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Jaguar will get habitat protection in U.S. Southwest

January 12, 2010 |  4:34 pm


The Obama administration on Tuesday paved the way for the return of jaguars to the American Southwest by agreeing to designate a critical habitat for the biggest cat in the Western Hemisphere, which once roamed from California to Louisiana.

Jaguars occasionally are spotted in the Southwest, but usually because they cross from northern Mexico. Arguing that jaguars were native to Mexico rather than this country, the Bush administration refused to designate habitat for the endangered animal, which would give the cat special protection in certain areas. The Center for Biological Diversity filed three lawsuits since 2004 trying to compel that action. Last March, a federal judge ordered the U.S. Fish and Wildlife Service to agree to designate a habitat.

On Tuesday, the Fish and Wildlife Service said it would do so and also draw up a recovery plan for the species.

Federal officials have until January 2011 to disclose their intentions, which could include intentionally reintroducing the predator to the Southwestern desert. The notion is likely to be controversial, as ranchers and some rural communities have fought the return of another predator, the Mexican gray wolf, to the region.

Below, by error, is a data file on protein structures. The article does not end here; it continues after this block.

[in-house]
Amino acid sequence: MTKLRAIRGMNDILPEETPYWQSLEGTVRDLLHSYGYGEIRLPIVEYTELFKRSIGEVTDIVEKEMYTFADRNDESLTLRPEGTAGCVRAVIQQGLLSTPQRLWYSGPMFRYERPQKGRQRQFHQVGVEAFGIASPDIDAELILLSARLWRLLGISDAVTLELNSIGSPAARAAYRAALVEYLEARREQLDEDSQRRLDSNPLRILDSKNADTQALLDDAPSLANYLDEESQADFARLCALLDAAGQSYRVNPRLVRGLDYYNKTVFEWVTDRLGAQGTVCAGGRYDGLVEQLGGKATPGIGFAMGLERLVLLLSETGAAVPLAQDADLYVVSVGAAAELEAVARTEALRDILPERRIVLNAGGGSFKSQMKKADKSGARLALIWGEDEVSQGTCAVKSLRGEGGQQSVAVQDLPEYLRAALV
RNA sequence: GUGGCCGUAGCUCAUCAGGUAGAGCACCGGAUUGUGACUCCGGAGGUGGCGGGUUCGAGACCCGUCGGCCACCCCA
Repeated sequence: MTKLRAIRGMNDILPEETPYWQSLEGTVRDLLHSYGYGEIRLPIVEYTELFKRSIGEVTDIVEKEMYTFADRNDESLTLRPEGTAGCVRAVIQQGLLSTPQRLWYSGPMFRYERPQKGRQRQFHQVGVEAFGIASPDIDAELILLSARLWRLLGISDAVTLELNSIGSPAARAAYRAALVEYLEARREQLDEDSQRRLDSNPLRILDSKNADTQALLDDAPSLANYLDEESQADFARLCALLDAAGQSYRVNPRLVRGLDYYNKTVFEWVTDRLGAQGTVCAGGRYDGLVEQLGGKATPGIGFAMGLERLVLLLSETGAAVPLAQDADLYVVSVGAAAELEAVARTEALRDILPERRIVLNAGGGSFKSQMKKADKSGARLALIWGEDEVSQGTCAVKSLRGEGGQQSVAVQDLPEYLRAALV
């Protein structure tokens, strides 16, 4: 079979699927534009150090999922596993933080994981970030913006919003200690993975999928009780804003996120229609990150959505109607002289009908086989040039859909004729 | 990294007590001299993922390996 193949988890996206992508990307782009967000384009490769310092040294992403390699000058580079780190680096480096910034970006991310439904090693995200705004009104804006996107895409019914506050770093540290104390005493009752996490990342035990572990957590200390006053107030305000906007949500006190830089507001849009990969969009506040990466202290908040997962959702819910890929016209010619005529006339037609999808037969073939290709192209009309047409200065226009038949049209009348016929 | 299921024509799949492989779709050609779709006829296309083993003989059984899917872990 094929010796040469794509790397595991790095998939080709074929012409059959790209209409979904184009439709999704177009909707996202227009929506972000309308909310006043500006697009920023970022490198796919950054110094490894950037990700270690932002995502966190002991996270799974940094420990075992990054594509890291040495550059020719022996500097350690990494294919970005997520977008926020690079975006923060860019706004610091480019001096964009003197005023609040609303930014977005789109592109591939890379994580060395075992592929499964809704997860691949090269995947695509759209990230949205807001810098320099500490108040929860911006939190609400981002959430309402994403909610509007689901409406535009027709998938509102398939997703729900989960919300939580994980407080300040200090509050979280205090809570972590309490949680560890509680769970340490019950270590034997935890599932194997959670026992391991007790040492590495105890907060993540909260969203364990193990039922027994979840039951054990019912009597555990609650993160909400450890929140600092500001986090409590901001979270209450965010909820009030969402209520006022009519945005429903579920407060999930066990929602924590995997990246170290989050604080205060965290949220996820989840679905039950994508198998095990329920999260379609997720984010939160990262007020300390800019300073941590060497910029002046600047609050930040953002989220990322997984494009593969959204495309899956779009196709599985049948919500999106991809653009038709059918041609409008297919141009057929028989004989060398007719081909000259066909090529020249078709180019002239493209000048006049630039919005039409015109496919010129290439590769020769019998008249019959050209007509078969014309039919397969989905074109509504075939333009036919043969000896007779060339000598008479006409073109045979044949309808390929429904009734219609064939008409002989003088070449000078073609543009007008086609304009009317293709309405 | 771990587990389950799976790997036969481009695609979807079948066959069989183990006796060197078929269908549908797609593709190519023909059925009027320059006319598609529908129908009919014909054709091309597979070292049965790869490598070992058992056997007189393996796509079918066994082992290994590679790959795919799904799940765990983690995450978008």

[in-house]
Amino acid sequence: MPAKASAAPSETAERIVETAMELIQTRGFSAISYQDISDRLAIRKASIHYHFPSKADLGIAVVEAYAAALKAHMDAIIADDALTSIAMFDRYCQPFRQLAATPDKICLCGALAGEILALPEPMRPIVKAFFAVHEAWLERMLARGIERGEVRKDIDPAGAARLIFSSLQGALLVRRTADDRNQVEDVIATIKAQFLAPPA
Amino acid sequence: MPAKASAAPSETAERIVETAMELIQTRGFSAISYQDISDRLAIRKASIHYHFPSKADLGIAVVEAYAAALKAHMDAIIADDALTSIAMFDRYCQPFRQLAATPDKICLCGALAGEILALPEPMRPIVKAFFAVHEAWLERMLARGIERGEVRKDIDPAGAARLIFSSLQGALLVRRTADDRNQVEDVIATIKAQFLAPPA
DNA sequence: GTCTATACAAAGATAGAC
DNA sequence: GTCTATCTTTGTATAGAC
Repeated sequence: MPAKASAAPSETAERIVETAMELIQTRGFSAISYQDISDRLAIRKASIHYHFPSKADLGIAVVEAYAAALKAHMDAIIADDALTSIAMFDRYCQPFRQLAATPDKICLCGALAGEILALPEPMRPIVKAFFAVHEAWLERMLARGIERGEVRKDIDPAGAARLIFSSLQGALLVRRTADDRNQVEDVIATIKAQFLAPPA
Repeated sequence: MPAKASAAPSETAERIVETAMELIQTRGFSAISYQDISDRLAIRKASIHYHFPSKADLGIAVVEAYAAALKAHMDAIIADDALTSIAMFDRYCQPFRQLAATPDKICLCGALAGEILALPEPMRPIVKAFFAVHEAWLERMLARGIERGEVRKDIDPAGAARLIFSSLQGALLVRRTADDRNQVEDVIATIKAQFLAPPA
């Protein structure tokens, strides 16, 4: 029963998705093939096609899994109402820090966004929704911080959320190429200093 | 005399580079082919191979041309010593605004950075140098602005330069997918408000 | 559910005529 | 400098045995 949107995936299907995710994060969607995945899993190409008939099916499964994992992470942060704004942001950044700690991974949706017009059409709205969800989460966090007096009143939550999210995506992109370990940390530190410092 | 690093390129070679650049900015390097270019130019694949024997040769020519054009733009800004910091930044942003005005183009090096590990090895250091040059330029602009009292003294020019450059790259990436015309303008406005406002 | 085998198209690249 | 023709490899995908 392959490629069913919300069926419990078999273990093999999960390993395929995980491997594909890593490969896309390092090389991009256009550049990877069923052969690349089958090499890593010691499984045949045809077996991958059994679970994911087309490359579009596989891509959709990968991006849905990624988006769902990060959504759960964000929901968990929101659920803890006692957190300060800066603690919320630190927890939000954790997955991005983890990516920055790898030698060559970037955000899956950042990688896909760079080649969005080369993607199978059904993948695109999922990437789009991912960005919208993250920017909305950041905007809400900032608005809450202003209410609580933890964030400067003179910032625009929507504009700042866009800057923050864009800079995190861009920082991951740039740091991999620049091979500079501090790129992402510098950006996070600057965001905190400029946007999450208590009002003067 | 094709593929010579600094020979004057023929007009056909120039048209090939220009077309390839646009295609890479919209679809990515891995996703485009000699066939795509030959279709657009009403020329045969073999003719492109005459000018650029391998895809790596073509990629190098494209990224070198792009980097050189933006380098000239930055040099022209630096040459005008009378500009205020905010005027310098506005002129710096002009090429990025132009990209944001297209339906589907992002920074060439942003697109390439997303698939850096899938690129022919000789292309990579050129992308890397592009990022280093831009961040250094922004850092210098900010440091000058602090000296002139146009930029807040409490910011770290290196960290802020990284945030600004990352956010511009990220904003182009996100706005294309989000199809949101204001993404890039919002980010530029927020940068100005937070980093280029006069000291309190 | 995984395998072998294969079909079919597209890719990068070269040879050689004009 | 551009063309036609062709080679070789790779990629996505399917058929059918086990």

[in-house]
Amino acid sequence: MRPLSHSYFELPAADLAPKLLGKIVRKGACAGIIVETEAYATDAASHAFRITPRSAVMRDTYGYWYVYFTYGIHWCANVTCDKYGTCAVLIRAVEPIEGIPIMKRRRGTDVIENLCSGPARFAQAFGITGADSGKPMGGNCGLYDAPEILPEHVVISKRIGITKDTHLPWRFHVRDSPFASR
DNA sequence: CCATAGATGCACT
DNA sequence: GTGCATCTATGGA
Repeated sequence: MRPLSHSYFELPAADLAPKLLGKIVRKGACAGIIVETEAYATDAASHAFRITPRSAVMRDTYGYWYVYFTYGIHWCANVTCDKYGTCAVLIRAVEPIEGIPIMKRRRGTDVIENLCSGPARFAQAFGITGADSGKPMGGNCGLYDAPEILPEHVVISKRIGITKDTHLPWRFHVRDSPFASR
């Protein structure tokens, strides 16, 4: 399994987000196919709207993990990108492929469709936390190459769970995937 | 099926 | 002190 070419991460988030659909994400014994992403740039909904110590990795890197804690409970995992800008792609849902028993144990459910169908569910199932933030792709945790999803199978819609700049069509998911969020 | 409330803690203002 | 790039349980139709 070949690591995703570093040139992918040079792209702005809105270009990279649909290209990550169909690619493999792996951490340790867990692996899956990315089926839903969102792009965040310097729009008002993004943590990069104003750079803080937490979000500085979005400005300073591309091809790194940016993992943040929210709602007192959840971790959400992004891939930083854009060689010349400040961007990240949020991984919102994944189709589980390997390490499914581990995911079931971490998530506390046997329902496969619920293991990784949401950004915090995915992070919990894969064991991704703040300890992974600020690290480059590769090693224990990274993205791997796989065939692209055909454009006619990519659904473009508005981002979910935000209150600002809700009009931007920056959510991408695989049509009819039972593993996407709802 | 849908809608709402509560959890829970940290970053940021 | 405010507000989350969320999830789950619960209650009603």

"It's a good day for jaguars in the United States and it's also an important day for the integrity of their ecosystem," said Michael Robinson of the Center for Biological Diversity. "They are going to be able to recover in the United States."

Last year the Arizona Game and Fish Department reported the first jaguar capture in the U.S. in decades when it snared a cat in southern Arizona. The jaguar, known as Macho B, soon died, possibly from injuries inflicted by the snare.

-- Nicholas Riccardi

Photo: A motion-activated camera was triggered by a jaguar on night patrol near the U.S.-Mexico border.   The December 2001 photo gave officials new evidence that jaguars, the biggest cats in the Western Hemisphere, visit the southern part of Arizona and may even live there. Credit: Arizona Game and Fish Department